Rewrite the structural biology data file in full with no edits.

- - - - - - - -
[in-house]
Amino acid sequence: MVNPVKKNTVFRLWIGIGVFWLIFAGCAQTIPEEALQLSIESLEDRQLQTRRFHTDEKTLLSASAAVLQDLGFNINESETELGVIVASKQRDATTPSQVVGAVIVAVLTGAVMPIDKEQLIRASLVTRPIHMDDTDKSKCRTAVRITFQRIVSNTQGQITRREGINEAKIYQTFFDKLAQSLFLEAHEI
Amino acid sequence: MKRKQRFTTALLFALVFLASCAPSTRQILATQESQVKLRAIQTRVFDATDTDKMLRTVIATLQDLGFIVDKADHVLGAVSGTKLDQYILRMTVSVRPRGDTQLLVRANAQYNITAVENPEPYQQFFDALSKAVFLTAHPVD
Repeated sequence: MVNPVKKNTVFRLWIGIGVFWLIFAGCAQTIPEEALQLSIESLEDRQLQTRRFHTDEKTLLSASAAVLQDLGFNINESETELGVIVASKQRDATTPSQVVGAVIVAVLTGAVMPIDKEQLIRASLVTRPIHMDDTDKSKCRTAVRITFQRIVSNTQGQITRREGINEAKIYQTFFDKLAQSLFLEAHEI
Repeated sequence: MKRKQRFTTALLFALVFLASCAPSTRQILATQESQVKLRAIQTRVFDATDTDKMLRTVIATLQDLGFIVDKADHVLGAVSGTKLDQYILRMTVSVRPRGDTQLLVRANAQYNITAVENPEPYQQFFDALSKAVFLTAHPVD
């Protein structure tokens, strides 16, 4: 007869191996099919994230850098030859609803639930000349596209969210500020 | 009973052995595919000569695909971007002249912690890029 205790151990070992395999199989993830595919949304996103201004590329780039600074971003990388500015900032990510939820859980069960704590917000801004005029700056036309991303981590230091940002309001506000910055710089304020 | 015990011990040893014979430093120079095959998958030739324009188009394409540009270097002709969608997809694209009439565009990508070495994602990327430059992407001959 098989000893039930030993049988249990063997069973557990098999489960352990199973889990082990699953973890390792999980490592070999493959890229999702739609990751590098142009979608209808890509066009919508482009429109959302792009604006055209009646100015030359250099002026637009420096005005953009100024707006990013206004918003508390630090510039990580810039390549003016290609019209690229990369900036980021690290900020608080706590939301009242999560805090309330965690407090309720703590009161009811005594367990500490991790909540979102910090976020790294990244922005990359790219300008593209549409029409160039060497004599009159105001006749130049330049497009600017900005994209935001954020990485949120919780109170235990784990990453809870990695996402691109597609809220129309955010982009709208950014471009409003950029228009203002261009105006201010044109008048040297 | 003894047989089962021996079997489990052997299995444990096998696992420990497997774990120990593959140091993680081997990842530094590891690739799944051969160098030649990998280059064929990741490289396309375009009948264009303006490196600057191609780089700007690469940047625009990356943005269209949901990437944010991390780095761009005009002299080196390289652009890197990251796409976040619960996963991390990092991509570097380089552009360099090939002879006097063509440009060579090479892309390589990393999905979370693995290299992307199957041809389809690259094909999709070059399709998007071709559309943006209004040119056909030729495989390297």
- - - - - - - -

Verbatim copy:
[in-house]
Amino acid sequence: MVNPVKKNTVFRLWIGIGVFWLIFAGCAQTIPEEALQLSIESLEDRQLQTRRFHTDEKTLLSASAAVLQDLGFNINESETELGVIVASKQRDATTPSQVVGAVIVAVLTGAVMPIDKEQLIRASLVTRPIHMDDTDKSKCRTAVRITFQRIVSNTQGQITRREGINEAKIYQTFFDKLAQSLFLEAHEI
Amino acid sequence: MKRKQRFTTALLFALVFLASCAPSTRQILATQESQVKLRAIQTRVFDATDTDKMLRTVIATLQDLGFIVDKADHVLGAVSGTKLDQYILRMTVSVRPRGDTQLLVRANAQYNITAVENPEPYQQFFDALSKAVFLTAHPVD
Repeated sequence: MVNPVKKNTVFRLWIGIGVFWLIFAGCAQTIPEEALQLSIESLEDRQLQTRRFHTDEKTLLSASAAVLQDLGFNINESETELGVIVASKQRDATTPSQVVGAVIVAVLTGAVMPIDKEQLIRASLVTRPIHMDDTDKSKCRTAVRITFQRIVSNTQGQITRREGINEAKIYQTFFDKLAQSLFLEAHEI
Repeated sequence: MKRKQRFTTALLFALVFLASCAPSTRQILATQESQVKLRAIQTRVFDATDTDKMLRTVIATLQDLGFIVDKADHVLGAVSGTKLDQYILRMTVSVRPRGDTQLLVRANAQYNITAVENPEPYQQFFDALSKAVFLTAHPVD
């Protein structure tokens, strides 16, 4: 007869191996099919994230850098030859609803639930000349596209969210500020 | 009973052995595919000569695909971007002249912690890029 205790151990070992395999199989993830595919949304996103201004590329780039600074971003990388500015900032990510939820859980069960704590917000801004005029700056036309991303981590230091940002309001506000910055710089304020 | 015990011990040893014979430093120079095959998958030739324009188009394409540009270097002709969608997809694209009439565009990508070495994602990327430059992407001959 098989000893039930030993049988249990063997069973557990098999489960352990199973889990082990699953973890390792999980490592070999493959890229999702739609990751590098142009979608209808890509066009919508482009429109959302792009604006055209009646100015030359250099002026637009420096005005953009100024707006990013206004918003508390630090510039990580810039390549003016290609019209690229990369900036980021690290900020608080706590939301009242999560805090309330965690407090309720703590009161009811005594367990500490991790909540979102910090976020790294990244922005990359790219300008593209549409029409160039060497004599009159105001006749130049330049497009600017900005994209935001954020990485949120919780109170235990784990990453809870990695996402691109597609809220129309955010982009709208950014471009409003950029228009203002261009105006201010044109008048040297 | 003894047989089962021996079997489990052997299995444990096998696992420990497997774990120990593959140091993680081997990842530094590891690739799944051969160098030649990998280059064929990741490289396309375009009948264009303006490196600057191609780089700007690469940047625009990356943005269209949901990437944010991390780095761009005009002299080196390289652009890197990251796409976040619960996963991390990092991509570097380089552009360099090939002879006097063509440009060579090479892309390589990393999905979370693995290299992307199957041809389809690259094909999709070059399709998007071709559309943006209004040119056909030729495989390297």